is Apollo a personal cloud service???? NO, it is not

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  • Last Post 18 December 2017
Alex Grefrath posted this 18 December 2017

well, if you log outgoing traffic inititated by the Apollo APP on your MAC you will see quickly, that you do not only access your device, but that the APP "talks" quite a lot to all kinds of IPs. In particular, 621 IP adresses all around the world within the last 10 minutes.

 

That does not look like a very private cloud.

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Hariprasad Velmurugan posted this 18 December 2017

Hi Alex,

Apollo device is a private cloud unit, Where data are saved in a customer's location, but it can be accessed anywhere around the world by using an Apollo app in all platforms like iPhone, iPad, Mac osx, Windows machine and Android phone. So the Apollo app is accessed through different networks to communicate with the device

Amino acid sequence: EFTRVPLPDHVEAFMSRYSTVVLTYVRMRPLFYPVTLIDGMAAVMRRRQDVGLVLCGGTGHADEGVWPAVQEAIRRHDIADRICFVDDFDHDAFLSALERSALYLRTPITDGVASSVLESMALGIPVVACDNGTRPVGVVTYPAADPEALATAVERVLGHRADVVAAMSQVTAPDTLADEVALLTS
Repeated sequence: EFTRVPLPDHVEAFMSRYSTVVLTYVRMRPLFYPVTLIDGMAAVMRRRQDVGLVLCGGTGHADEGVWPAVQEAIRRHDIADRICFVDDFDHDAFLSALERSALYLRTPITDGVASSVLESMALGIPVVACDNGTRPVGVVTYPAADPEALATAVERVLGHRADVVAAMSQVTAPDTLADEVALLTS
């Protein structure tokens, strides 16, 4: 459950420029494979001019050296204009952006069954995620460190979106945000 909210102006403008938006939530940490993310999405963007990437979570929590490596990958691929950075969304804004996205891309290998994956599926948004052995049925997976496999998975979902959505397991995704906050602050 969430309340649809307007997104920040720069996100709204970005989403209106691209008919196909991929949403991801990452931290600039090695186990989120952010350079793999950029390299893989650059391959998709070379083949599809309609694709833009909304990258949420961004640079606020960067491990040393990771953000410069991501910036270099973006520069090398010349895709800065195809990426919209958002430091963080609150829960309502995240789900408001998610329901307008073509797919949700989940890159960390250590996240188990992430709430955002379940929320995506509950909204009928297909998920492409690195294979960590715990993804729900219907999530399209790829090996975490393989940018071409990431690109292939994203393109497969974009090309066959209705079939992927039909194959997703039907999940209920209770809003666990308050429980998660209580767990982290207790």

Regards

Hari

Alex Grefrath posted this 18 December 2017

Hi Hari,

thanks for that explanation :-) I know that! 

 

Fact is, that the Apollo APP permanently communicates to hundets of IPs, when you access the APOLLO device. If you want to access your private Apollo cloud from remote, you have to open up for outgoing connections to all around the world. The question is, why would that be needed.

 

Richard Oettinger posted this 18 December 2017

Alex, typically a home internet user has access to the world via their ISP, and do not have a permanent IP address, and thus no DNS established to provide routing to it. This is why you cant access any home devices outside of your home network.

However, the Promise Appllo - and other devices such as those from WD and Seagate - is accessible from the outside world because the routing to and from it is handled by Promise Apolllo servers all over the globe. 
This is done at no extra charge - unlike the others who charge a monthly/yearly fee.

Alex Grefrath posted this 18 December 2017

well I have a fixed IP. But of course, the Apollo service is generic and should consider that most consumers will not have a fixed IP. I did not think about that. 

But, now I am curious. How, technically speaking, is it than possible to allocate my device's current IP (assuming I'd have a dynamic IP assignment).

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